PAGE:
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Monday, July 18, 2022

Immediate and Long-Term Outcomes of Percutaneous Radiological Interventions for Hemorrhagic Complications in Acute and Chronic Pancreatitis

Immediate and Long-Term Outcomes of Percutaneous Radiological Interventions for Hemorrhagic Complications in Acute and Chronic Pancreatitis

Clinical question
What are the immediate and long-term outcomes of percutaneous radiological interventions in patients with either acute or chronic pancreatitis associated with hemorrhagic complications?

Take away point
No significant difference in outcomes—including success rates, complications, and recurrences—between patients with acute or chronic pancreatitis who received percutaneous radiological treatment for their hemorrhagic events.

Kumble Seetharama Madhusudhan, MD, FRCR, Srikanth Gopi, DM, Anand Narayan Singh, MCh, Lokesh Agarwal, MS, Deepak Gunjan, DM, Deep N. Srivastava, MD, and Pramod Kumar Garg, DM. 08/2021. Immediate and Long-Term Outcomes of Percutaneous Radiological Interventions for Hemorrhagic Complications in Acute and Chronic Pancreatitis. Journal of Vascular and Interventional Radiology. Volume 32, Issue 11, 1591-1600.

Click here for abstract

Study design
Retrospective, observational, cohort study.

Funding Source
No reported funding.

Tertiary Care Center, Department of Radiodiagnosis and Interventional Radiology, All India Institute of Medical Sciences (New Delhi, India).


Figure 1. Flowchart of the study. DSA: digital subtraction angiography, FU: follow-up.


Hemorrhagic events in cases of pancreatitis are relatively rare but can occur due to pseudoaneurysm formation, and are associated with high mortality rates. Invasive surgical intervention in such cases has high morbidity. Percutaneous embolization for patients with acute pancreatitis (AP) and chronic pancreatitis (CP) shows a high success rate but can be technically challenging. This study aimed to compare the immediate and long-term outcomes of percutaneous radiological interventions between patients with hemorrhagic complications associated with AP or CP.

The data for this retrospective cohort study was obtained from patients at a tertiary care center who received digital subtraction angiography (DSA) and endovascular intervention from January 2014 to March 2020. The mean age of patients for AP and CP were 36.5 ± 11.7 (78% [39/50] male) and 37.4 ± 11.9 (96% [54/56] male) respectively. DSA was performed via a transfemoral route. Angiography of the celiac, superior mesenteric, and inferior mesenteric arteries was performed in order to visualize the bleeding artery. The abnormal artery was then embolized using metallic coils (sandwich technique) or a mixture of glue and ethiodized oil. If endovascular embolization was unsuccessful, percutaneous embolization via ultrasound guidance was performed. Radiological interventions were correlated with clinical, angiographic, and embolization parameters. All data were analyzed using SPSS 21 software.

Technical success (complete occlusion of pseudoaneurysm or target artery) and clinical success (30-day absence of recurrent bleeding post-embolization) were not significantly different between the AP and CP groups. The overall technical success rate was 97.4% (114/117, 95% CI, 94.5-100.3%). The incidence of complications between the two groups was also not statistically different. In the AP group, 4 patients had complications post-embolization (2 splenic infarcts and 2 patients experiencing abdominal pain). In the CP group, 11 patients had complications (2 splenic infarcts, 4 splenic abscesses, and 5 patients experiencing abdominal pain). Incidence of complications was more commonly seen in older patients, female patients, bradycardic patients, and patients with a longer time-period between presentation and DSA. The higher rate of mortality in the AP group (50%, due to accompanying organ failure and sepsis) compared to the CP group (1.8%) was statistically significant (P < 0.001). The high mortality found in this study was attributed to all patients having severe presentation, with 1 or more organ failure. No significant impact was found for the embolization parameters impact on complications, recurrence of hemorrhage, and mortality. Most post-embolization patients did not experience symptoms during follow-up, and did not experience any unfavorable long-term impacts.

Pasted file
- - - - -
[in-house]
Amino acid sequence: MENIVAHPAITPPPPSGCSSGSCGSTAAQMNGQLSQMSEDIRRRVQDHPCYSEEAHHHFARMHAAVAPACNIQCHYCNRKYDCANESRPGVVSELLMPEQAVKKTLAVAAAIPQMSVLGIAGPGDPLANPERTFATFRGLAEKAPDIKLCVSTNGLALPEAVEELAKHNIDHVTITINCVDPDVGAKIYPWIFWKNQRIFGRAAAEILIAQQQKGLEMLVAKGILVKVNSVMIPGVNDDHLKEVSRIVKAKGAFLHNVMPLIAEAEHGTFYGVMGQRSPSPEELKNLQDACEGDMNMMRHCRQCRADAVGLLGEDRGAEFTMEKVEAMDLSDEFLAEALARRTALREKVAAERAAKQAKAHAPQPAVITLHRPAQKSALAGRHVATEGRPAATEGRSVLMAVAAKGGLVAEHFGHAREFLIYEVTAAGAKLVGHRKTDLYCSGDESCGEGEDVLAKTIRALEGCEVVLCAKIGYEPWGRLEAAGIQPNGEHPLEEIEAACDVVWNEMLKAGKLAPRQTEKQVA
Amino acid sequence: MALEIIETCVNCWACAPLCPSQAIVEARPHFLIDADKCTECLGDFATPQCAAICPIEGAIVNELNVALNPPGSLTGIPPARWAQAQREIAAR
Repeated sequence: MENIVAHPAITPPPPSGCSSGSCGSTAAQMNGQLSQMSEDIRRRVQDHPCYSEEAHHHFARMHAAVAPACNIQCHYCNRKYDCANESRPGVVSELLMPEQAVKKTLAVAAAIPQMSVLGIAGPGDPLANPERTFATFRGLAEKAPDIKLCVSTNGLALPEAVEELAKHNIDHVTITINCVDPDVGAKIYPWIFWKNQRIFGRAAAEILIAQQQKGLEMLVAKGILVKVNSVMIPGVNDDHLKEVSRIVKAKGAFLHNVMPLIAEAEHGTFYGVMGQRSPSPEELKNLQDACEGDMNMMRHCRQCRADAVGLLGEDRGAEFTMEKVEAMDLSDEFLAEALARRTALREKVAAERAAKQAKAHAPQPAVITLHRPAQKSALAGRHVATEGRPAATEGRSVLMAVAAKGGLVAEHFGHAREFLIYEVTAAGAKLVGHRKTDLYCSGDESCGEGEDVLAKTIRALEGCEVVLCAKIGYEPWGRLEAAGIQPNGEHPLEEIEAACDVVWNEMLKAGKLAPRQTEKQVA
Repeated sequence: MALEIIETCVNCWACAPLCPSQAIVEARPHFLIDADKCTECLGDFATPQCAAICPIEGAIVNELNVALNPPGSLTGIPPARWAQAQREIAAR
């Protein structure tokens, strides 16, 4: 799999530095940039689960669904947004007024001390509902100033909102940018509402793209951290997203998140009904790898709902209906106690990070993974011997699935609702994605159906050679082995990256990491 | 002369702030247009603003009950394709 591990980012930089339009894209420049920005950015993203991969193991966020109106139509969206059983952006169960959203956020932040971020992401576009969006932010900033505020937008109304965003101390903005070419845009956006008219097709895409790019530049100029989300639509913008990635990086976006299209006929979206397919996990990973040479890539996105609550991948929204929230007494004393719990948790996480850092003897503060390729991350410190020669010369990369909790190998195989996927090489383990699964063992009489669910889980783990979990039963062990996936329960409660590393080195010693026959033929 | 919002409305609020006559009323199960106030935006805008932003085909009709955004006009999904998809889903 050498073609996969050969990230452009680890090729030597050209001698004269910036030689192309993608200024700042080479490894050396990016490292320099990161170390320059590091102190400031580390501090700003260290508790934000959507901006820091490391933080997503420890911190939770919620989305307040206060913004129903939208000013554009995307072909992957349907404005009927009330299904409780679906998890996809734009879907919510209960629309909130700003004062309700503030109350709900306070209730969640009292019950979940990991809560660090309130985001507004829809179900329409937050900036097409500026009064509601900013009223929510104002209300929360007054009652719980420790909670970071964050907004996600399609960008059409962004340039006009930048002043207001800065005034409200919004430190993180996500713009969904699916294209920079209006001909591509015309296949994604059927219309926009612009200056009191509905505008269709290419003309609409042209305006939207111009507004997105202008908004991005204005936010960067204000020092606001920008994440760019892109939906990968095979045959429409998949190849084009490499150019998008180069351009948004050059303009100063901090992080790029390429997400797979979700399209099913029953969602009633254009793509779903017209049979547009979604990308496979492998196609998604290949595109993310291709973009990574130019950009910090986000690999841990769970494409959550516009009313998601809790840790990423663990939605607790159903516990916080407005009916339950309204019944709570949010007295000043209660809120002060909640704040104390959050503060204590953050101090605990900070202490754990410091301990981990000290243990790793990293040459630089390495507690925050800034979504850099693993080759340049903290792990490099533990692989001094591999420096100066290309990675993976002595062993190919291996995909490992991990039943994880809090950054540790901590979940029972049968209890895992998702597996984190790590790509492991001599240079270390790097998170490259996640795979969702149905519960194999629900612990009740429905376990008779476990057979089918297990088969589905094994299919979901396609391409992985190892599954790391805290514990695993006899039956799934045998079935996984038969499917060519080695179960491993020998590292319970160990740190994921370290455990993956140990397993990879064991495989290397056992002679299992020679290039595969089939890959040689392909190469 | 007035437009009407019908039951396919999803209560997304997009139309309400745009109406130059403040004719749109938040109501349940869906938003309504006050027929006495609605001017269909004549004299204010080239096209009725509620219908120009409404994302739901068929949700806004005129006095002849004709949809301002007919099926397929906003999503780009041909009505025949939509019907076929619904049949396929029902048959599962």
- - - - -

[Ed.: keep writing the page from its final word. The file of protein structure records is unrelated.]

This study conducted a detailed intermediate and long-term outcome comparison of interventional radiology embolization procedures in patients with hemorrhagic acute and chronic pancreatitis. Success, complications, and recurrence were comparable in the two groups. The high mortality observed in the hemorrhagic acute pancreatitis group was largely attributed to organ failure and sepsis.

Therefore, despite higher mortality rates observed in the hemorrhagic acute pancreatitis group, high technical and clinical success rates of percutaneous embolization support its use in this high-risk high-mortality population. Some questions remain to be addressed. For example, how would the comparison look like in a lower-acuity clinical setting (i.e. less severe cases or in patients without organ failure). Would a risk stratification system for acute pancreatitis help us in identifying patients who are more likely to develop hemorrhagic complications and therefore should receive aggressive fluid collection drainage. management?

Post Author
Malik Ata
Medical Student
University of Illinois College of Medicine – Chicago

Edited and formatted by @NingchengLi
Interventional Radiology Resident
Dotter Institute, Oregon Health and Science University

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